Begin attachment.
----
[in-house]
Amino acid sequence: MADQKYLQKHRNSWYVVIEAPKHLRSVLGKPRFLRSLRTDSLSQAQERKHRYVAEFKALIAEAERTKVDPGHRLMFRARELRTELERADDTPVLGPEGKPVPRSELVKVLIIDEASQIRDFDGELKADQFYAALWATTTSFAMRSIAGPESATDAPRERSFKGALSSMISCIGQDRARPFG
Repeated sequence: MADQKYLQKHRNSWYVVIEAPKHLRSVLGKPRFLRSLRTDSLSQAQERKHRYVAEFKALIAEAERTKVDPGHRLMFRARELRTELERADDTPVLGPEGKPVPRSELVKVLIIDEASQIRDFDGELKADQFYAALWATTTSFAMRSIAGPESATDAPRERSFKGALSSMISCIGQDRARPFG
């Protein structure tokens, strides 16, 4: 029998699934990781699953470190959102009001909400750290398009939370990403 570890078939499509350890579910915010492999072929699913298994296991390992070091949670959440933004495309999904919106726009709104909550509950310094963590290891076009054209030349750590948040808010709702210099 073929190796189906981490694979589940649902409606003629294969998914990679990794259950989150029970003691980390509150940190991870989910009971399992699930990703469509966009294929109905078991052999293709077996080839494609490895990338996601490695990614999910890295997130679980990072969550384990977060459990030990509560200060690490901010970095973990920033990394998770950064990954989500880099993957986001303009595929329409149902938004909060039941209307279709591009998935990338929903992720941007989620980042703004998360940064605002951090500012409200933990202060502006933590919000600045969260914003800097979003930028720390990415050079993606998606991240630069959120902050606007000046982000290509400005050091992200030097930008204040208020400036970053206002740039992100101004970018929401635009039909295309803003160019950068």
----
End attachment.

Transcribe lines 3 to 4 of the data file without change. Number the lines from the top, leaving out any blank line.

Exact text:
Repeated sequence: MADQKYLQKHRNSWYVVIEAPKHLRSVLGKPRFLRSLRTDSLSQAQERKHRYVAEFKALIAEAERTKVDPGHRLMFRARELRTELERADDTPVLGPEGKPVPRSELVKVLIIDEASQIRDFDGELKADQFYAALWATTTSFAMRSIAGPESATDAPRERSFKGALSSMISCIGQDRARPFG
């Protein structure tokens, strides 16, 4: 029998699934990781699953470190959102009001909400750290398009939370990403 570890078939499509350890579910915010492999072929699913298994296991390992070091949670959440933004495309999904919106726009709104909550509950310094963590290891076009054209030349750590948040808010709702210099 073929190796189906981490694979589940649902409606003629294969998914990679990794259950989150029970003691980390509150940190991870989910009971399992699930990703469509966009294929109905078991052999293709077996080839494609490895990338996601490695990614999910890295997130679980990072969550384990977060459990030990509560200060690490901010970095973990920033990394998770950064990954989500880099993957986001303009595929329409149902938004909060039941209307279709591009998935990338929903992720941007989620980042703004998360940064605002951090500012409200933990202060502006933590919000600045969260914003800097979003930028720390990415050079993606998606991240630069959120902050606007000046982000290509400005050091992200030097930008204040208020400036970053206002740039992100101004970018929401635009039909295309803003160019950068």